After three hours reading up on configuring postfix/dovecot/… I finally thrown in the towel. There are some resources on the interwebs on how to setup a clean postfix on Centos/Linux, but they are dated or they just throw in a configuration file without explanation, and while I eventually got postfix mail to work. Sending a mail was slow (load time, no idea why) and gmail/google showed the mail being from root@linux_host_name.svennd.be which I did not like, since I wanted it to come from email@example.com. On top of that, google put it in the spam directory, even after I put a valid SPF record. (for some reason this also wasn’t accepted)
So I gave it my best shot, it’s time to accept defeat. Instead of trying to do it myself, I used zoho mail (referral link), this article is about how I set up mailing using the free service of zoho on my wordpress blog.
First you need to make an account with zoho and allow it to verify your domain name, similar to google’s webmaster system; either put a html file in the root of your website (html) or put a CNAME record in the DNS or TXT in DNS. I chose for a TXT record, but if you’re in a hurry, the html method is allot faster. (no need to wait for a DNS update) However note that you will need to change/add a few DNS records irrelevant of what method you choise. So while you are at your dns management module add/adapt the following records : (they will eventually be asked by the setup of zoho)
MX records, used for mailing; These two records will send mails to zoho, the priority can be any number, but they cannot be equal.
- type : MX name : @ server : mx.zoho.com priority : 10
- type : MX name : @ server : mx2.zoho.com priority : 20
SPF record, used to verify you allow mails to be send from this mail. These set the SPF record, some older servers might not recognize the specific SPF record and will search for TXT with SPF content. note that ~ (tilde) is a soft-fail, meaning if the mail does not come from zoho servers, will be marked as “not authentic” and are most likely spam. After a testing period, you can change it to – (minus) to set it to (hard)fail and reject e-mails not coming from zoho.
- type : SPF name : @ content : v=spf1 mx include:zoho.com ~all
- type : TXT name : @ content : v=spf1 mx include:zoho.com ~all
The following are optional, and also domain/account specific. (use the setup by zoho)
(optional) zoho verification, there are currently three options. (TXT, CNAME, HTML)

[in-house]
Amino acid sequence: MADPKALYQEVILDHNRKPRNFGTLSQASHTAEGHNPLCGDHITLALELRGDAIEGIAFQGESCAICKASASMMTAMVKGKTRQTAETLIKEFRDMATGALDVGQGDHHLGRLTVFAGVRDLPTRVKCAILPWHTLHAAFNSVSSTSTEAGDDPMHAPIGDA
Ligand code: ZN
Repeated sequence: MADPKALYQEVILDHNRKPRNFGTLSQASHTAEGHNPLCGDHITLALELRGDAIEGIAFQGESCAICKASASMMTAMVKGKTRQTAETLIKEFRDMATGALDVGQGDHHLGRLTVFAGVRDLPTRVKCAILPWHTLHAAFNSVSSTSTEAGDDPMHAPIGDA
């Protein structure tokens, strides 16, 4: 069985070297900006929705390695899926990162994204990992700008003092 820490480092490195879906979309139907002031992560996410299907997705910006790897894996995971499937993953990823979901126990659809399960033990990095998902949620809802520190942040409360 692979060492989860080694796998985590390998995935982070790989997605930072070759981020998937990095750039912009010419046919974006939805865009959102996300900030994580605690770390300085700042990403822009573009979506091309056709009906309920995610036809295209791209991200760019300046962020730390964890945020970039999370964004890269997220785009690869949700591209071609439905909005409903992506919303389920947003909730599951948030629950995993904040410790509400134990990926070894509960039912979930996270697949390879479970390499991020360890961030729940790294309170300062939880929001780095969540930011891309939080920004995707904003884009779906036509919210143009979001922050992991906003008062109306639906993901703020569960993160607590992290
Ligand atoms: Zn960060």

- type : TXT name : @ content : (domain specific)
(optional) DKIM : DomainKeys Identified Mail, is a safety measure to make sure nobody is able to spoof you’re server/mail. by putting a public key in the DNS, and sending a private key in each mail header, the (receiving) client can validate that the key-pair matches and is from you.
- type : TXT name : (name)._domainkey.(domain.ext) content : (domain specific)
- This is the DKIM, optional, but good practice and a good pointer for anti-spam
note: I use cloudflare, that recognizes @ as domainname.ext (your mileage may vary)
Setup WordPress SMTP
Now that we can use zoho’s mail servers; It’s time to setup WordPress to use SMTP servers instead off falling back on the internal PHP mail() function. I used a plugin named : Easy WordPress SMTP (plugin on wordpress.com repo) After install there is a new option under Settings->Easy WP SMTP
I used these settings : The SMTP username and password, are in fact an account you create (since I only have one, its that one)
And that’s it. Of course you should test, by creating a test mail. If you don’t wane login to the zoho mail, you can also forward the mail to a existing mail address. This can be done here : mail settings -> access old version for -> email forwarding and POP/IMAP.
https://mail.zoho.com/mail/zmset.do#12 (after login)
Testing : mail-tester.com
I found this great free service to test and get feedback; You can use the testing mechanism in the WP plugin. You send a mail to the mail address given by them, and if all is fine this should be the result : (or similar)
Tada a working fairly spam protected mail solution for WordPress 🙂